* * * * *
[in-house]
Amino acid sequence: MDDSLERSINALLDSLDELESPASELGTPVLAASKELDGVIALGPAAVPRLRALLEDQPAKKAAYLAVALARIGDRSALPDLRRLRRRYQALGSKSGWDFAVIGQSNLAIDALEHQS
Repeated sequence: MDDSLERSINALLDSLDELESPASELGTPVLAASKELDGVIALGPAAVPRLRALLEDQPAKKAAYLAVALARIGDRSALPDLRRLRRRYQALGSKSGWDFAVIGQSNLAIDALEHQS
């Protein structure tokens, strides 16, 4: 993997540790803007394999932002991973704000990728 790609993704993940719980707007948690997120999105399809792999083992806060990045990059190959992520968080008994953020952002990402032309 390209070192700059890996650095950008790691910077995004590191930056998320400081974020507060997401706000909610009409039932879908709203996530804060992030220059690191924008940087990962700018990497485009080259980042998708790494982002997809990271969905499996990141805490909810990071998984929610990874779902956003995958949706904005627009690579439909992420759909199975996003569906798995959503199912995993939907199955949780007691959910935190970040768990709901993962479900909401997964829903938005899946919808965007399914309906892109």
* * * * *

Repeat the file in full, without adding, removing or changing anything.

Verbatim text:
[in-house]
Amino acid sequence: MDDSLERSINALLDSLDELESPASELGTPVLAASKELDGVIALGPAAVPRLRALLEDQPAKKAAYLAVALARIGDRSALPDLRRLRRRYQALGSKSGWDFAVIGQSNLAIDALEHQS
Repeated sequence: MDDSLERSINALLDSLDELESPASELGTPVLAASKELDGVIALGPAAVPRLRALLEDQPAKKAAYLAVALARIGDRSALPDLRRLRRRYQALGSKSGWDFAVIGQSNLAIDALEHQS
């Protein structure tokens, strides 16, 4: 993997540790803007394999932002991973704000990728 790609993704993940719980707007948690997120999105399809792999083992806060990045990059190959992520968080008994953020952002990402032309 390209070192700059890996650095950008790691910077995004590191930056998320400081974020507060997401706000909610009409039932879908709203996530804060992030220059690191924008940087990962700018990497485009080259980042998708790494982002997809990271969905499996990141805490909810990071998984929610990874779902956003995958949706904005627009690579439909992420759909199975996003569906798995959503199912995993939907199955949780007691959910935190970040768990709901993962479900909401997964829903938005899946919808965007399914309906892109």